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So here's the scenario. I've got a script that runs some tests. I need to make another script that accepts as a parameter a git commit name and then does the following:

  1. Saves the current commit state - branch name or unnamed commit.
  2. Switches to a detached HEAD at the specified commit
  3. Runs the test script against that commit
  4. Switches back so HEAD is the same as it was before this business

I need to make sure this script is robust so that it's never destructive no matter the state of the repository. It should work when it's run from a detached HEAD or from a regular branch, and preferably it should work even when there are uncommitted or unstaged changes around.

I feel like this should be an easy question to answer, since running a test script against a previous commit seems like a really common task to want to automate. But I can't seem to find any simple series of commands to do it.

(Similar to what pushd / cd / popd do for current working directory).

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up vote 3 down vote accepted

If it's in a script, for only this one use case, you don't need to do anything super-fancy, just store where HEAD was before, and check it out again after:

# If HEAD is a sym-ref, the first assignment will work
# otherwise, it's detached, so get the SHA1 with rev-parse
if ! head=$(git symbolic-ref HEAD 2>&1); then
    head=$(git rev-parse HEAD)
# trim a refs/heads/ prefix; no-op otherwise

# now go on and do your stuff, test, whatever you like

# then return to where you were
git checkout -f $head

This has the advantage of working no matter what you do in the middle - in particular you could do a lot of git operations there - perhaps a test merge, or cherry-pick a commit for testing (maybe testing that commit, maybe it contains some build configuration settings purely for testing). Since those operations create commits, they'd cause the HEAD@{1} approach to fail (you'd want HEAD@{2} instead). Even better, if your testing actually involves creating temporary branches, this will still work, while the @{-1} approach would not.

(Plus, as far as I can tell, HEAD@{1} always checks out the commit referred to by HEAD at that point, not the branch that was then pointing to that commit. That kind of makes sense, as the branch could've conceivably changed since then.)

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I have updated my answer to illustrate its drawback (detached mode at the end). +1 to your script. – VonC Aug 12 '10 at 14:21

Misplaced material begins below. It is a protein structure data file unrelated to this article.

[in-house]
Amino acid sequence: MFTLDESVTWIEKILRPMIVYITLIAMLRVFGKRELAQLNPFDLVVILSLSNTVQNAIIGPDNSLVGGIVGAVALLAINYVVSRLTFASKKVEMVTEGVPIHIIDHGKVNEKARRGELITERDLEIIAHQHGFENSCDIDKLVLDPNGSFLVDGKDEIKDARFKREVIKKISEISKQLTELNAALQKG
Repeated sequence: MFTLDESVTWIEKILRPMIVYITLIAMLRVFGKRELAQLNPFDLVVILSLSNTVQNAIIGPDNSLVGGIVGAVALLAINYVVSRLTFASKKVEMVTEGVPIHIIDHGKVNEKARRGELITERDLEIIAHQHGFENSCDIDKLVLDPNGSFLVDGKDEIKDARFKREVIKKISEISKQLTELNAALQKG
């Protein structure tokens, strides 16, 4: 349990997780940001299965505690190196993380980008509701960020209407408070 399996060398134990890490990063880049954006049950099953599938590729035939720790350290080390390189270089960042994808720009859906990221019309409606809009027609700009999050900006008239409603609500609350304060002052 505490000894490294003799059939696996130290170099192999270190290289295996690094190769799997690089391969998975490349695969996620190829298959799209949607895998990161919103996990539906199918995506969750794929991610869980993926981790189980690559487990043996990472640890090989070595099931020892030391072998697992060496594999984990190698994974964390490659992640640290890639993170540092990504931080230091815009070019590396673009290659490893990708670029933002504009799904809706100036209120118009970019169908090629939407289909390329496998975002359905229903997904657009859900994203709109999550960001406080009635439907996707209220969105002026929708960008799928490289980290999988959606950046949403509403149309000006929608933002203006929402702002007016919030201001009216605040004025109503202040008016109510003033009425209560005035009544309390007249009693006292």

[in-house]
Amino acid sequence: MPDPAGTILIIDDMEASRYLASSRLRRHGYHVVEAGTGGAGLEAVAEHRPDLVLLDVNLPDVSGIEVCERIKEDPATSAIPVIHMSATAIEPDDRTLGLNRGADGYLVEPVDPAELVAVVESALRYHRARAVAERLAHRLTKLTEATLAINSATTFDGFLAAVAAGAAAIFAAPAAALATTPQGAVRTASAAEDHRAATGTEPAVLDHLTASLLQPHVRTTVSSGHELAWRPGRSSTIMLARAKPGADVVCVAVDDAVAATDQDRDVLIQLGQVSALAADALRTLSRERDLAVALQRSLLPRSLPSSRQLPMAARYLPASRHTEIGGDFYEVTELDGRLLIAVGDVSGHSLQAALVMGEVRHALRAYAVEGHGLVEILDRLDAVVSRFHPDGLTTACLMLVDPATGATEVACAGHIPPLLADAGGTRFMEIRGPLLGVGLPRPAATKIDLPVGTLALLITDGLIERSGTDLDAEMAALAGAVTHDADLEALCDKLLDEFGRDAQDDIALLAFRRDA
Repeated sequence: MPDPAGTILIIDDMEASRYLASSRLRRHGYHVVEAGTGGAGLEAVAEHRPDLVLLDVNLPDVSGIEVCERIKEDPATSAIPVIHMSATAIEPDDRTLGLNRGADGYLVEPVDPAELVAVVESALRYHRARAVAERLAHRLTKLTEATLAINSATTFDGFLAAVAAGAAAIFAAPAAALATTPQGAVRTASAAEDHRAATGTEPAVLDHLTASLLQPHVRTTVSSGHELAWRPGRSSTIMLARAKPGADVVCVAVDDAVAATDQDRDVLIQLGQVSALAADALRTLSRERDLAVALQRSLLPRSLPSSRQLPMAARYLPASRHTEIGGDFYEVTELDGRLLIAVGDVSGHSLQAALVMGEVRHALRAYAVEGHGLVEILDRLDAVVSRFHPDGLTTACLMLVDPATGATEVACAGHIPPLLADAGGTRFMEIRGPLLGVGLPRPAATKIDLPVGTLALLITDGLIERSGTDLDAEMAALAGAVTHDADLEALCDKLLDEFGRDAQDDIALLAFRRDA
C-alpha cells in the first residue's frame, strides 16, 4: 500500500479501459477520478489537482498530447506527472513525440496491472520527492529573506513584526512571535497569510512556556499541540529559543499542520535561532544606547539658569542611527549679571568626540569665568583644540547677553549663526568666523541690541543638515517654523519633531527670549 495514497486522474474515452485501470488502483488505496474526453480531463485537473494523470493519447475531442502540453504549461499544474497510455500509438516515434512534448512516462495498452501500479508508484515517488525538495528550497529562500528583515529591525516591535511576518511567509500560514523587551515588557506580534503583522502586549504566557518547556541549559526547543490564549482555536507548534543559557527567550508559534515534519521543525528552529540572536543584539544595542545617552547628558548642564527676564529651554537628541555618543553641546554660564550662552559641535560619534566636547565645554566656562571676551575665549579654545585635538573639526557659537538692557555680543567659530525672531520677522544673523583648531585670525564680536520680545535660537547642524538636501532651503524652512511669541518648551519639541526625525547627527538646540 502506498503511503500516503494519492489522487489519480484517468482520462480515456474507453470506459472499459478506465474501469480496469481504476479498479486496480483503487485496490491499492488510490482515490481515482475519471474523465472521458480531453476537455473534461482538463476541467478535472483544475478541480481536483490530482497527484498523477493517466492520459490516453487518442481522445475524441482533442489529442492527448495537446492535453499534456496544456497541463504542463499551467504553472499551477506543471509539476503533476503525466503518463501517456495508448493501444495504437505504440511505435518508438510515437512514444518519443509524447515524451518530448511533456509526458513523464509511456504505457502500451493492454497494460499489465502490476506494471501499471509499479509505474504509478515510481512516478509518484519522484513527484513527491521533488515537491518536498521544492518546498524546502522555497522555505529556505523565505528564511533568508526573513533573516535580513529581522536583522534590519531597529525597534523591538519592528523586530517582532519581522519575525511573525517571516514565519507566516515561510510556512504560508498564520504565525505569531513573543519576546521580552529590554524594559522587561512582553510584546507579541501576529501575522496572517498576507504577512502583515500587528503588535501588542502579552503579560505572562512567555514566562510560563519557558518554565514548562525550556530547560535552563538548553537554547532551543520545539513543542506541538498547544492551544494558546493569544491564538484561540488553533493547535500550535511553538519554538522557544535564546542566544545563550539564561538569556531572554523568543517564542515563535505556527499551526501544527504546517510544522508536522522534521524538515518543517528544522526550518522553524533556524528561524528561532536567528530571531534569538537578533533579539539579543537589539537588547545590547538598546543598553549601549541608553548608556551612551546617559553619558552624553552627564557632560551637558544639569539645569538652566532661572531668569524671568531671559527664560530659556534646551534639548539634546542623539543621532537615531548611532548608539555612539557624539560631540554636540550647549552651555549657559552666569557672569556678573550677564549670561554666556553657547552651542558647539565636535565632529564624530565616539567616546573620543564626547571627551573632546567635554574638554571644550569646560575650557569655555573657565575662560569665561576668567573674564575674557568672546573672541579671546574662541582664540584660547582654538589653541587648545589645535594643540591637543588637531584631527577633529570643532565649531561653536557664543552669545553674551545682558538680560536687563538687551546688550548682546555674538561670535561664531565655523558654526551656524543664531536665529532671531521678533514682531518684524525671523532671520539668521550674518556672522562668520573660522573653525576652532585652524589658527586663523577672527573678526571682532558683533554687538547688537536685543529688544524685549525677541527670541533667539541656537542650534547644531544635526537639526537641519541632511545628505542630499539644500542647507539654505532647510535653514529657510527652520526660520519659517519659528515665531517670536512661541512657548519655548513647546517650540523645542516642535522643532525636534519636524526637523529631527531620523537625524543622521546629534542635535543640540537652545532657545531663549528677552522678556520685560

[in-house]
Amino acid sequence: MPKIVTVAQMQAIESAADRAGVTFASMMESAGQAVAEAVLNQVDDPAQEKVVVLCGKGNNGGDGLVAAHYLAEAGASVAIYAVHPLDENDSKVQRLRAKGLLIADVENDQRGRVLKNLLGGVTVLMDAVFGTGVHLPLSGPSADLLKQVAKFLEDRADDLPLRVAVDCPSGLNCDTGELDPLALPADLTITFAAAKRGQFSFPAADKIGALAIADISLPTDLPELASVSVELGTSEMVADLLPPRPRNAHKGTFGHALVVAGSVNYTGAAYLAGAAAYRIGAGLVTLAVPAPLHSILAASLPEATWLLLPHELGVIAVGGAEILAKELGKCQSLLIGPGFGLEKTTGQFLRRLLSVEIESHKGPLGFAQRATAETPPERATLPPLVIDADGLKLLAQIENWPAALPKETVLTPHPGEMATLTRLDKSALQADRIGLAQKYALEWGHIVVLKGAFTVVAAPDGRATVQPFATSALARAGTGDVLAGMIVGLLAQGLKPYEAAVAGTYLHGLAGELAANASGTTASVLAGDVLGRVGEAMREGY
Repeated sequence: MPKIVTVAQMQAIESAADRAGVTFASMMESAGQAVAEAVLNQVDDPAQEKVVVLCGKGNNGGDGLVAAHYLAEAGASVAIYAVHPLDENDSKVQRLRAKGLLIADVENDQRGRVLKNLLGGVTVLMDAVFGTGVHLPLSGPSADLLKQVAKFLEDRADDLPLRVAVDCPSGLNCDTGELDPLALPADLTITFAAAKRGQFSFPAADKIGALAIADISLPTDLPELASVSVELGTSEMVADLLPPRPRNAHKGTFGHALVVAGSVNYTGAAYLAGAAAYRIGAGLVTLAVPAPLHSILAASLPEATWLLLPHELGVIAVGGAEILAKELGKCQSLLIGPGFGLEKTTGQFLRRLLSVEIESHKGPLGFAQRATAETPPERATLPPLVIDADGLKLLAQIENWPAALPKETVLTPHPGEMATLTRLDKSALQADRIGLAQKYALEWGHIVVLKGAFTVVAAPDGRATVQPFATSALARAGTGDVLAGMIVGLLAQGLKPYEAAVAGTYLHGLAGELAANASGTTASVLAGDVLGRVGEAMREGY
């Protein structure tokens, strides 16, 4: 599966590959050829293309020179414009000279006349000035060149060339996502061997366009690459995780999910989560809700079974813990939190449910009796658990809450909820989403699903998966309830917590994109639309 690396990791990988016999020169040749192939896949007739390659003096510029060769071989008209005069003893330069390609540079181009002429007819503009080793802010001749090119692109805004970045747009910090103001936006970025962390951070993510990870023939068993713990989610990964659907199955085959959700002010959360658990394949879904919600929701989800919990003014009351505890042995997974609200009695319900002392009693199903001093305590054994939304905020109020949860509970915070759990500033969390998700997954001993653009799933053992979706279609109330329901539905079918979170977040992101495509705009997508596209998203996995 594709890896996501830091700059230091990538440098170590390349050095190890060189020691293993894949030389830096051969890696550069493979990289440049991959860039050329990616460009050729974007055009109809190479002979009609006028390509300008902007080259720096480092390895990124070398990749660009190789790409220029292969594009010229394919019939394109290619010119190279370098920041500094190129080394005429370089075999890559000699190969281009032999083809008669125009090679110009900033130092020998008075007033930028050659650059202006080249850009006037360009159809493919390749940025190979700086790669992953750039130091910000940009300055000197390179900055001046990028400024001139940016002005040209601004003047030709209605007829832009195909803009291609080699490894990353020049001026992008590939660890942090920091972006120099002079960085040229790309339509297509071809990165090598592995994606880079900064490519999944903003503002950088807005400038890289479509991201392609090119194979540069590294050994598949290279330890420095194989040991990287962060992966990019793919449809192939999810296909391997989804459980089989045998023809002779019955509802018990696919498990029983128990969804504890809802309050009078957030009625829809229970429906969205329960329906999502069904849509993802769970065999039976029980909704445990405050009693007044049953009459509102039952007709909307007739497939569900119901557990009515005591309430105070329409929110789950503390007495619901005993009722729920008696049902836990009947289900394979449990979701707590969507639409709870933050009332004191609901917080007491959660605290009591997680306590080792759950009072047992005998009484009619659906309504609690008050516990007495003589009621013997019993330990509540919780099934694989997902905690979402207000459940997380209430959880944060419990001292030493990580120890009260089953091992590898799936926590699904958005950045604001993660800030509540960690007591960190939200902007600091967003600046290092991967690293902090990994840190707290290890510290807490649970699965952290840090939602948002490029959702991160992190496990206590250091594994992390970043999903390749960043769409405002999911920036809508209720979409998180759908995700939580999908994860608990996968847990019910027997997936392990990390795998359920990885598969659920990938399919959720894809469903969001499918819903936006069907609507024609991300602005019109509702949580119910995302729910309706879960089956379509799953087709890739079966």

This approach isn't restoring the right branch either. "git symbolic-ref HEAD" gives "refs/heads/master", and if I do a "git checkout refs/heads/master" it actually causes HEAD to become detached. The @{-1} notation did work, and I might end up going with that (even though, as you mentioned, it wouldn't work if the testing involved certain git operations... but I think I can guarantee that it won't). – Eddy Aug 12 '10 at 18:06
@Eddy: Oh, I forgot it did that. I edited it to trim the refs/heads/ prefix. No big deal. – Jefromi Aug 12 '10 at 23:05

try (not tested)

git checkout HEAD@{1}

to "switches back so HEAD" as it was before your checkout xxx.

See also "HEAD and ORIG_HEAD in Git"

All the other revision specification are here: rev_parse, "SPECIFYING REVISIONS" section.
For instance, to get back to the previous branch, you can try @{-1}.

Just tested it (the "previous HEAD" option):

Simple git repo with 3 files added in three commits (a, then b, then c):

C:\git\tests\p3>git log --oneline
6e5b961 c
66c68e3 b
77e9a40 a

I checkout the first commit (DETACHED HEAD)

C:\git\tests\p3>git checkout 77e9a40
Note: moving to '77e9a40' which isn't a local branch
If you want to create a new branch from this checkout, you may do so
(now or later) by using -b with the checkout command again. Example:
  git checkout -b <new_branch_name>
HEAD is now at 77e9a40... a

08/12/2010  12:27 PM                 4 a.txt

I try to get back to the previous HEAD before making the DETACHED HEAD:

C:\git\tests\p3>git checkout HEAD@{1}
Previous HEAD position was 77e9a40... a
HEAD is now at 6e5b961... c

It works!

You get back the right commit, but not the right branch (i.e. you are still in a detached mode)

C:\git\tests\p3>git branch
* (no branch)

In this configuration, trying to get back to the previous branch wouldn't work

C:\git\tests\p3>git checkout HEAD@{-1}
error: pathspec 'HEAD@{-1}' did not match any file(s) known to git.

So the only real solution to get back to the HEAD (not to a commit in a detached mode) is to memorize it first

git symbolic-ref HEA

See Jefromi's answer.

share|improve this answer
Didn't work--after the git checkout HEAD@{1}, the repository was in a detached HEAD state, with HEAD pointing to the last commit on the branch, instead of just being on that branch... – Eddy Aug 12 '10 at 9:22
@Eddy: I just tested it, it works, see my updated answer. (but make sure you weren't already in a DETACHED HEAD mode before making a git checkout commit, making *another DETACHED HEAD`) – VonC Aug 12 '10 at 10:33
Hm, does this really work? It looks to me, like Eddy said, that it's checking out the commit that was previously referred to by HEAD, and even if that HEAD was actually pointing to master which pointed to that commit, and master hasn't since moved, it still doesn't point HEAD to master, just the commit. – Jefromi Aug 12 '10 at 12:23
Perhaps you're looking for @{-1}, as mentioned in the answer linked to by Stefan Näwe. – Jefromi Aug 12 '10 at 12:24
@Eddy: I have updated my answer to explain why it doesn't work. See Jeformi's answer for a more complete solution. – VonC Aug 12 '10 at 16:35

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